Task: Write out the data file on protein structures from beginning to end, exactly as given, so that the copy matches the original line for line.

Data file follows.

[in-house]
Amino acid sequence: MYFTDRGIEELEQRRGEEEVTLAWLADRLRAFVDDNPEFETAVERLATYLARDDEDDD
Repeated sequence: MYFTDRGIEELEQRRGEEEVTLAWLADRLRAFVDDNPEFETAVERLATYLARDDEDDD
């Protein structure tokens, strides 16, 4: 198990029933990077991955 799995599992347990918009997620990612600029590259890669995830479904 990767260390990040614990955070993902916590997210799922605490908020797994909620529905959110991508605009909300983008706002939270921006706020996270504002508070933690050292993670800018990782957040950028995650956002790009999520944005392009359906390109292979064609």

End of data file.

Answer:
[in-house]
Amino acid sequence: MYFTDRGIEELEQRRGEEEVTLAWLADRLRAFVDDNPEFETAVERLATYLARDDEDDD
Repeated sequence: MYFTDRGIEELEQRRGEEEVTLAWLADRLRAFVDDNPEFETAVERLATYLARDDEDDD
């Protein structure tokens, strides 16, 4: 198990029933990077991955 799995599992347990918009997620990612600029590259890669995830479904 990767260390990040614990955070993902916590997210799922605490908020797994909620529905959110991508605009909300983008706002939270921006706020996270504002508070933690050292993670800018990782957040950028995650956002790009999520944005392009359906390109292979064609």